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How to Grow Green Chillies

At this time of year in Bulgaria, most gardeners who know how to grow green chillies will now be preparing their vegetable plots for the coming season. Peppers and chillies are widely grown in most gardens throughout the country and if you know how to grow green chillies

you will be rewarded with a crop of these little fiery fruits that will last you all year round by simply preserving a quantity of them.


What are Chillies?
Chillies are actually the fruit of the capsicum. Its main chemical ingredient is capsaicin which has been used in gardens for many years, not only for its edible fruits but also for its ability to deter pests from the garden.
The "heat" of chillies is measured in Scoville heat units and the higher the Scoville rating the hotter the chilli will be.

Chillies come in many shapes and forms, and of course heat variations, from being as mild as a sweet pepper to as hot a volcano, the capsicum family has the perfect fruit for all to enjoy.

How to Grow Green Chillies
In the right climate, chillies are very simple to grow and care for. Keeping them well watered and pruned will provide fruits from July to late September and depending of the Bulgarian summer you could still be harvesting in October.

There are 2 main options to obtain your baby chilli plants and Bulgarian gardeners will use either way. The serious gardener will often save seeds from their chillies from the previous season. These will be planted in pots or trays and kept warm until early May when the weather is warm enough and the young plants are mature enough to plant directly in the vegetable plot of the garden.

For those of us who want to jump the gun and don't have the patience of growing from seed, you are in luck. Almost all vegetable markets in Bulgaria will have an abundance of fruit and vegetable plants which are ready to plant in the garden. These "ready made plants" are usually very cheap and chilli plants typically come in bunches of 20-30 plants and cost from 1-4 BGN depending on the variety.

Planting the Chillies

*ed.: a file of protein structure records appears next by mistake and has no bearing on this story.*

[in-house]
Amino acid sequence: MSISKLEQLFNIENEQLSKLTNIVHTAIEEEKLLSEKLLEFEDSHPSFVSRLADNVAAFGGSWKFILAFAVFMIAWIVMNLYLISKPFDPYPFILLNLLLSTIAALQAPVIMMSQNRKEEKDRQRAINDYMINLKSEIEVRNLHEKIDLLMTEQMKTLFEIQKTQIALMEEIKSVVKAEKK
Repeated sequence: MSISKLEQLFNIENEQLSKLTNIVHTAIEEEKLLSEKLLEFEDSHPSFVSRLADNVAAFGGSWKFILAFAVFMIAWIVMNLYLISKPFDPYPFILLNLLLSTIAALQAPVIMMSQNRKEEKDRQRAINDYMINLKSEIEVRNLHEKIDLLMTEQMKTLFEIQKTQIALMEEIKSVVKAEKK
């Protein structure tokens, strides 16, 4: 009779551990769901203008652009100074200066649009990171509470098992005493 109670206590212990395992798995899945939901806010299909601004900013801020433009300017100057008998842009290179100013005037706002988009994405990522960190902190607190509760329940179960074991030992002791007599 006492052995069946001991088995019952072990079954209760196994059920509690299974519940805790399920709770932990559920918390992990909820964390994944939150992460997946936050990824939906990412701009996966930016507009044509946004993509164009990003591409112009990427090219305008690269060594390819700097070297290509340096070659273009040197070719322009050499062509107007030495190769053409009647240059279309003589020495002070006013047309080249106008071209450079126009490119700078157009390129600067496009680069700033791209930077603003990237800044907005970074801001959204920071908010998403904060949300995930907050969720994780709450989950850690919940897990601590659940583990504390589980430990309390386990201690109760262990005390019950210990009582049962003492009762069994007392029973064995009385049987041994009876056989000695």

Contrary to belief, Chillies will grow well in most soil types as long as they have adequate heat and sunlight. The ground around the plants should be kept moist at all times and never be allowed to dry out.
Prepare the soil by making sure it is loose and clay free, if it is in poor condition, use a fertilizer prior to planting. Separate your plants and discard any that look dead or in poor condition. Make rows of shallow holes of around 18" apart and 2" deep. Keeping the roots as straight as possible, insert the roots into the soil and close the hole up by gently using the fingers and thumbs to push the soil around the lower part of the plant. Do this for every chilli plant until they have all been used.

Using a garden hose or watering can, water the plants thoroughly around the roots. This is better done when there is very little or no direct sunlight. At this point your former fresh looking plants will probably be looking sad, hanging their heads in the sorrow of their disturbance. Don't worry about this, it is all quite normal and the plants will be stood upright and proud by the next day at the latest.

Caring for Your Chillies
Now that the hard work has been done, you can now take it easy because the rest of the growing season requires only a little work to keep the chilli plants healthy and prolific. As I mentioned before, your maturing plants will require frequent watering in dry spells. Most chilli varieties will not need to be supported by canes or sticks. They are a small bushy and sturdy plant and once they mature they are extremely resistant to harsh winds.

As your plants grow it is important to prune dead leaves and discard them. It is also good practice to remove lower leaves to prevent rotting and to promote fruit production.

Harvesting New Chillies
If you've followed these simple guidelines you will now be seeing the young chillies appearing on the plants. You have the option of harvesting the chillies when they are green, alternatively by leaving the chillies to mature for a further few days, you will be rewarded by some beautiful red chillies. Beware as red chillies tend to be a lot hotter than that of the younger green ones.

Chilli Uses
If you're a "chilli head" then you will no doubt have no problems in deciding how to use your chillies. By simply washing them, they can be eaten fresh and if you can stand the heat, fresh chillies are amazing. Both red and green chillies are used in different ways. For a milder chilli one can simply slice open the chilli and remove its seeds and white pith which lines it. They can be added to dishes such as chilli con carne for a fiery kick, and they are even used in confectioneries these days with chilli chocolate being highly popular.

Depending on the size of the chilli crop you may now have too many chillies to manage. At this stage many Bulgarian people will pickle there surplus fruits in air tight jars. This allows for a supply of chillies through the winter months.

Now that you know how to grow green chillies you can plan on where in your garden you want them to grow (sunny position is best), you need to decide on quantity and as a general rule, 100 plants will last through the summer leaving more than enough to pickle around 60-70 500ml storage jars.